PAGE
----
There are scientists working with teams at thegamingmonitor.com right now to try and figure out if the universe is actually a massive holograph. Frankly, I’m not really sure what it would mean if it turns out it is. As long as our only awareness is within this realm, I don’t see how knowing that I’m stuck in an intricate projection would change anything. But I do have my own unprovable theory about technology and the nature of our lives which I think could be useful. It’s this: what if we thought of our lives as us taking part in a massive, intense, virtual reality video game? Now, I’m no gamer myself, so I’m sure I’m going to miff some details here, but bear with me.
See, I think that when we become embodied, it’s like starting to play this virtual reality game. The physical realm is the setting for the game. One of the game’s features is that it’s so all-encompassing, we tend to forget that it’s not reality (or at least doesn’t represent ultimate reality which would be the spiritual world). It would take some of the best gaming monitors the world has ever seen, times 100 to even get close to that immersion. It seems likely that some of us retain the memory that we’ve entered into this alternate world for a while when we are very young. Thus the common beliefs/reports that infants and small children can see angels.
Like a video game avatar, everyone gets a body to use during their time in the game. While each of us bears the image of God, these bodies are shaped by a nearly endless array of genetic differences, environmental exposures, quirks of growth and such before we are born. Add the influence of external factors – circumstances, relationships and parents and each of our avatars carry God’s image in completely unique ways as we move through the game.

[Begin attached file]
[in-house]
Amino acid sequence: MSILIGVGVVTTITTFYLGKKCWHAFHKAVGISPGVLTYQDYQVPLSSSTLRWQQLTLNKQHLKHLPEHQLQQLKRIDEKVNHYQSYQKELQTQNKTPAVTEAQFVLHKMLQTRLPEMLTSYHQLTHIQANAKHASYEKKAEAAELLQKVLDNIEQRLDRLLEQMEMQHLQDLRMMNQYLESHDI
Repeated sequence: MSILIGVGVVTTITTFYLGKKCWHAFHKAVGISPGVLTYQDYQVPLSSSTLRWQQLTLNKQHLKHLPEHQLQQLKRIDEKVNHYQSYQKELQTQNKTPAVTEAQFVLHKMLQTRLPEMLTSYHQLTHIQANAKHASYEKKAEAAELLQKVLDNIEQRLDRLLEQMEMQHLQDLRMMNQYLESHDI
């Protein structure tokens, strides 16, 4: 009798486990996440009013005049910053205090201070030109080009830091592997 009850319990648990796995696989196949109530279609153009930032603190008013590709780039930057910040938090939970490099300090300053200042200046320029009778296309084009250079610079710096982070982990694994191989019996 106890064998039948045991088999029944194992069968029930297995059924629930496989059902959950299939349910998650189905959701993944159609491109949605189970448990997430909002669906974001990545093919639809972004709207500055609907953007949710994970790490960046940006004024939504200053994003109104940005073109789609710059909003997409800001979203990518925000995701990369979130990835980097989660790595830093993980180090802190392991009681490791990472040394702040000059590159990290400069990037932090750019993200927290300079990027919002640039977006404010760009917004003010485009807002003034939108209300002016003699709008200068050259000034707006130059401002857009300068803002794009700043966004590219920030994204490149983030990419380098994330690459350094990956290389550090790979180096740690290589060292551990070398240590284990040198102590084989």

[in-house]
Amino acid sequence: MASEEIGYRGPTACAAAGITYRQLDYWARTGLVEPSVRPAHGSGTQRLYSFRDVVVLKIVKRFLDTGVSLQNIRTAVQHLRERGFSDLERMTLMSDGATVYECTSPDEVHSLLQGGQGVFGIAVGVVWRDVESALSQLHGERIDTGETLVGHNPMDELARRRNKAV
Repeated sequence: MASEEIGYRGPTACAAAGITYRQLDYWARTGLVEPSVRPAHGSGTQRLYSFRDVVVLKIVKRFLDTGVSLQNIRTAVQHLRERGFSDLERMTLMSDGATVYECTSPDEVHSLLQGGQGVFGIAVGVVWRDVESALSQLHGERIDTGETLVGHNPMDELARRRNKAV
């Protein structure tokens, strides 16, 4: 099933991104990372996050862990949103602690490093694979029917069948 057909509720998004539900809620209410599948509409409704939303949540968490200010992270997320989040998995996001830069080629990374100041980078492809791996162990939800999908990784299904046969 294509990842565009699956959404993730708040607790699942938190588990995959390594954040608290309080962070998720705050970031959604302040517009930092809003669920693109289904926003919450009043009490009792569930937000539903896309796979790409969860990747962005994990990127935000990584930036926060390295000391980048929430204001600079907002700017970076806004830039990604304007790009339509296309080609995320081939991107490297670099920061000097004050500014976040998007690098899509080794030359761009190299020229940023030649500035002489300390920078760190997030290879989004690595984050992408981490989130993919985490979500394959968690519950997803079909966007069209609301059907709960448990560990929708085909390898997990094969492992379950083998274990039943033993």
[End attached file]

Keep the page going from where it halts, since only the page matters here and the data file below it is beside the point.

Like all games, this one was made with challenges, risks and even unavoidable traps and dangers. In the Christian tradition, there has been a tendency to think that prior to the fall, the world was perfect. Unless you were a plant, because everyone – even the tigers and vampire bats – ate you. But the reality is that God declared the created world “good”, not perfect. All of the evidence we have points to the reality that there have always been earthquakes, sickness, droughts and animals who think we look like a tasty treat. But if we remember that this life is a game, then we can also remember that any game worth playing has challenges and risks or its just not worth playing. Part of what happened at the fall seems to have been that we decided that life – including ourselves – wasn’t good enough. But even with flesh eating bacteria and spiders the size of our heads, the world was made good and it still is today.
I think that the story of the creation of man can be the story of the day when God said to adam – humanity – “come and see this place I’ve made for you to play in. It has plants and animals, day and night, mountains and valleys for you to enjoy and cultivate. I’m going to start you off in a garden where you can tend to the land and the animals there to start off with. You will be paired as male and female to have children so that everyone can get a chance to play the game and learn and grow there. Some of you will play the game for many seasons and some of you will kind of pop in and out. At the end of your turn, we’ll take a look back and see how you did. There are risks, of course, but I made you very good. You’ll figure out how to advance in the game to deal with these risks over your generations.” Continue reading “Life as a Video Game”